So Navy Times scribe Phil Ewing sat down with me the other day to discuss blogging, the ex-USS Iowa, naval history and blogging. The result was a Scoop Deck interview, entitled “Hanging’ with Dr. Hooper“. If you want to know why I do this, go pay Scoop Deck a visit.
In the interview, we discussed how blogging has become a means to for new defense policy/national security talent to emerge. Having the trillion-dollar defense industry tied to three or four oft-quoted defense commentators is not healthy. The community needs a more voices–whose views are not compromised by where they’re getting their paycheck.
In the interview, I threw down a marker for those big-league defense commentators:
“…what I’d like to sort of try and be is the anti-Loren Thompson. Loren is a great source, a smart person, but he’s become so ensnared in his competing interests, it’s difficult to take him credibly [a good example is here].”
Uh…can you hear me now, Loren? Or are you at the beach?
(To be honest, I’ve been Loren bashing a long time–back before it was cool to do so. Here’s some coverage of Loren contradicting himself on the LCS back in September 16, 2009 and Loren doing a ex-SECNAV Winter apologia from early 2008. In my mind, good, solid debate makes for better strategies and better weapons…but when paid flacks enter the public sphere they, more often than not, protect errors and work to sustain mistakes.)
In the interview, I also discussed my political views. I’m a Democrat. Why bring that up? Why is that important? Well, look, I think the Progressive community has–for better or worse–refused to focus on national security. And, as far as issues go, the Progressive comm
unity has a very full dance card already. Adding another is, well, tough.
And while there are plenty of talented progressive national security experts out there, the rank and file political folks (the people pounding doors in neighborhoods) are not well versed in defense issues. Progressive national security expertise needs highlighting, frankly. It’s bad for the country to cede national defense matters to one ideological view or single party. Debate over national security policy is a good thing, and, in that regard, an informed, defense-literate electorate makes the nation stronger.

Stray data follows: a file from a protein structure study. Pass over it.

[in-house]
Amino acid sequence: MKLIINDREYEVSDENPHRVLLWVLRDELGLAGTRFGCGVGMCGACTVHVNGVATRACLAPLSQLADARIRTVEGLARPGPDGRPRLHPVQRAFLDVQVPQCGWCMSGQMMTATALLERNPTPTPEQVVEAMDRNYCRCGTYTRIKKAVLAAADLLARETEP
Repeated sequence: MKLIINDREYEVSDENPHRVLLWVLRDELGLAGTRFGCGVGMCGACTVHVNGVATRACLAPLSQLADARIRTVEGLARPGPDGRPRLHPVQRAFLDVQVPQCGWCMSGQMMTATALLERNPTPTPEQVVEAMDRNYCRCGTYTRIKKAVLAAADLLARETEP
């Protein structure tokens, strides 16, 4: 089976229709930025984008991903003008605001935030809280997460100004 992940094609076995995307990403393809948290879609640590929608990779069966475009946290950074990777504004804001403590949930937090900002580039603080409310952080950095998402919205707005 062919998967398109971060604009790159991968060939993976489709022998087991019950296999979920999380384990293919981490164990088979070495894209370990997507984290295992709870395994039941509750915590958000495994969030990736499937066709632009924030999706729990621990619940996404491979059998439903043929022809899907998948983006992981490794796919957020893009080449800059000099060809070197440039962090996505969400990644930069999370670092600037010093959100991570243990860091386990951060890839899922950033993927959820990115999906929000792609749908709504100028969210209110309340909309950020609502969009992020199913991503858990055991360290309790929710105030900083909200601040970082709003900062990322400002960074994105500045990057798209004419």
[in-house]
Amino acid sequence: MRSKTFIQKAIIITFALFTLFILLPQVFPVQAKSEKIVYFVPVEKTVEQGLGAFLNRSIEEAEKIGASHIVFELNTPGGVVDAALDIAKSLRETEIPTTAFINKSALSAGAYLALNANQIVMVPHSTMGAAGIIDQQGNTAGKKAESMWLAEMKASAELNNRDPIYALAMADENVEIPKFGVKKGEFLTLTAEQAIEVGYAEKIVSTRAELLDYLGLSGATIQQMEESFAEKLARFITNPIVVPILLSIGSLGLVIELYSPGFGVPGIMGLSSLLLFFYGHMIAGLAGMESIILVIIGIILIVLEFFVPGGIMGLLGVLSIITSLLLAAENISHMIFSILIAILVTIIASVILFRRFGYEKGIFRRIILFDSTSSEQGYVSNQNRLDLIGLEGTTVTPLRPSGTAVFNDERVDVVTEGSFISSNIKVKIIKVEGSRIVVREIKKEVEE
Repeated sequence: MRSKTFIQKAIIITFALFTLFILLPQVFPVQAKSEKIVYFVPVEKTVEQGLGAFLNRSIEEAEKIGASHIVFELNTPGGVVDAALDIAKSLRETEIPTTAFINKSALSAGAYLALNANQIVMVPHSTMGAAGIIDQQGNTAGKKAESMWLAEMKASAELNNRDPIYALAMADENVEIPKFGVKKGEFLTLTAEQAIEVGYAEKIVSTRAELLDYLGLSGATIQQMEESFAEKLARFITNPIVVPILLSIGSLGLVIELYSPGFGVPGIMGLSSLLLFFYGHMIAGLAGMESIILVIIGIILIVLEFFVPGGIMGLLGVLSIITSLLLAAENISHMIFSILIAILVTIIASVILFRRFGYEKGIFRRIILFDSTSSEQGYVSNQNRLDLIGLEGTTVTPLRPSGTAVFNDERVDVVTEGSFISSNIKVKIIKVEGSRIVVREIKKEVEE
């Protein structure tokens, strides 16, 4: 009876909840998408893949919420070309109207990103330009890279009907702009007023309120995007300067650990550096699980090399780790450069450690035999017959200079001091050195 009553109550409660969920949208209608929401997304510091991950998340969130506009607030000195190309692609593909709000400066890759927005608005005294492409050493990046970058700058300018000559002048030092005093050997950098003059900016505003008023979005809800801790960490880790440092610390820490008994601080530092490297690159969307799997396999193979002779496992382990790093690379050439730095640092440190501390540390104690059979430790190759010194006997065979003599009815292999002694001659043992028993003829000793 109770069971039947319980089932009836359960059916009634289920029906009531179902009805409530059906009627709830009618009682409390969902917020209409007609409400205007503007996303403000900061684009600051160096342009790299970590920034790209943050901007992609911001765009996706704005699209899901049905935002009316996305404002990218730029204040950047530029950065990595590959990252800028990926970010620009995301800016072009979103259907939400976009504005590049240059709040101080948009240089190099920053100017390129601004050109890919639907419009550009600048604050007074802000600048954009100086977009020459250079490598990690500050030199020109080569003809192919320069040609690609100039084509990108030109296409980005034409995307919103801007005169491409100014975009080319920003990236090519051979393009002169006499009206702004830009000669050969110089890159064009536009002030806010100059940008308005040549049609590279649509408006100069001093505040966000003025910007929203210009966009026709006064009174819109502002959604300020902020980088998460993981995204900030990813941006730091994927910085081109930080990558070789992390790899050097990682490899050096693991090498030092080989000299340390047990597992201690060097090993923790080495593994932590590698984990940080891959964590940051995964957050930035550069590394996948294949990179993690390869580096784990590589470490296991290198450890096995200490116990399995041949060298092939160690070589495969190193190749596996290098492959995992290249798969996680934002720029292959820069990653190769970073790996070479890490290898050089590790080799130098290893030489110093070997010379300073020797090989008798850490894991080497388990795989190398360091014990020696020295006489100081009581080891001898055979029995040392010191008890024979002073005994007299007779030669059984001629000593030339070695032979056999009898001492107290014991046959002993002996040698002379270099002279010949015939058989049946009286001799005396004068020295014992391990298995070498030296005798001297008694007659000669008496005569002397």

In the interview I pushed back on the choke-hold Washington, DC holds on defense policy debates. That’s normal–DC is the center of gravity, where the decision-makers live. But over-centralization leads to group-think and limits input. So, in my mind, it’s good to build and maintain separate, independent centers of defense policy expertise.
Let’s put it this way. San Francisco isn’t exactly synonymous with defense expertise–but it’s growing–from scratch–a community of defense policy people:
“…doing it out here in San Francisco has been great. There’s a lot of enthusiasm for this. We’re starting to build a policy community where there wasn’t one. We’ve got Kyle Mizokami, he’s blogging about the Japanese navy and the Japanese self defense force; we have Christopher Albon [note: when he's not off doing thesis research in Africa]. It’s neat to build a competing center to provide a little bit of a a reality check on the Beltway bloggers, so to speak.”
San Francisco doesn’t have a critical mass of defense policy expertise available–yet. But in a few years, who knows? Wait and see…
Finally, well, we discussed civil-military communication. Though the military has made enormous progress in engaging, it still has a way to go:
“…When the military loses its ability to communicate itself and its ideas in a patient way, that’s disturbing. That weakens the very fabric of our nation. It’s tremendously important for the military to learn how to engage and explain itself to its citizens. In this era of complex weapons, of projects, of complex strategies, it really needs to go the extra mile and tell its message. Anything I can do in that regard, I feel like, is time well spent…”